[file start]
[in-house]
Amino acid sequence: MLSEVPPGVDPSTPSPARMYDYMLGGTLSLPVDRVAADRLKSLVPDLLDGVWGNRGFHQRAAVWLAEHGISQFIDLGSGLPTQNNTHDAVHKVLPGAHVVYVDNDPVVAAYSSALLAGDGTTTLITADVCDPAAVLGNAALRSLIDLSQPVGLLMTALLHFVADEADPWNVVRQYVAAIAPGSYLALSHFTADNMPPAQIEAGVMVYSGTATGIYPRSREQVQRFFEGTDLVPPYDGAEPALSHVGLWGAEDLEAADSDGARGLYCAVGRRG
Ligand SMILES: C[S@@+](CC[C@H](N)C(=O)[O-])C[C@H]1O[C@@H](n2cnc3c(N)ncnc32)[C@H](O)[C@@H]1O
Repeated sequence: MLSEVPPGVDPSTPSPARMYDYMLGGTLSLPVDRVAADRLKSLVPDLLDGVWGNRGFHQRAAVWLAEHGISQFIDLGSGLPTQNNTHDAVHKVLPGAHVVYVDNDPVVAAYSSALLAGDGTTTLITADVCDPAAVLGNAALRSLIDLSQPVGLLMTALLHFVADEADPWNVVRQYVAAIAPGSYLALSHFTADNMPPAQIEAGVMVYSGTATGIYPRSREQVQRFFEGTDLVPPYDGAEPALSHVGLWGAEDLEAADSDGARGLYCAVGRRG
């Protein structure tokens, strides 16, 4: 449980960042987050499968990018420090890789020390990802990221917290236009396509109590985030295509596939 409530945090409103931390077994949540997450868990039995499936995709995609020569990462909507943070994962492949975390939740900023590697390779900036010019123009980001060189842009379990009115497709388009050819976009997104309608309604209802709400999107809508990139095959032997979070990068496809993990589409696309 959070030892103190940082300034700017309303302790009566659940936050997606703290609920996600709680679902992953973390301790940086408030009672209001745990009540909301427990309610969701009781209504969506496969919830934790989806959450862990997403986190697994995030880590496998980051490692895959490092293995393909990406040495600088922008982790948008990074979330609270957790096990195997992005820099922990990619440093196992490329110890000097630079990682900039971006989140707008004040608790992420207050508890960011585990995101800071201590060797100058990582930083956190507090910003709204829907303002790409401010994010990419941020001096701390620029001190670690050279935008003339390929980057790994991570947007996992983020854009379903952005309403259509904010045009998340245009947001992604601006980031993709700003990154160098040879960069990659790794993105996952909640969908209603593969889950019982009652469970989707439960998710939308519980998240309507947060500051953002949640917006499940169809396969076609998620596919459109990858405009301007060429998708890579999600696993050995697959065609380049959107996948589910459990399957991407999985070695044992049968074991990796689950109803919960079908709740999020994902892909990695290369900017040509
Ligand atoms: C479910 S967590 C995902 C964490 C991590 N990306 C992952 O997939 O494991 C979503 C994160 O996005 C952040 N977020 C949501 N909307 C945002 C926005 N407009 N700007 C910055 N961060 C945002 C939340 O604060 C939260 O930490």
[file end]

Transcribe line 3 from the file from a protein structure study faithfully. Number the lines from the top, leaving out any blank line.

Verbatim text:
Ligand SMILES: C[S@@+](CC[C@H](N)C(=O)[O-])C[C@H]1O[C@@H](n2cnc3c(N)ncnc32)[C@H](O)[C@@H]1O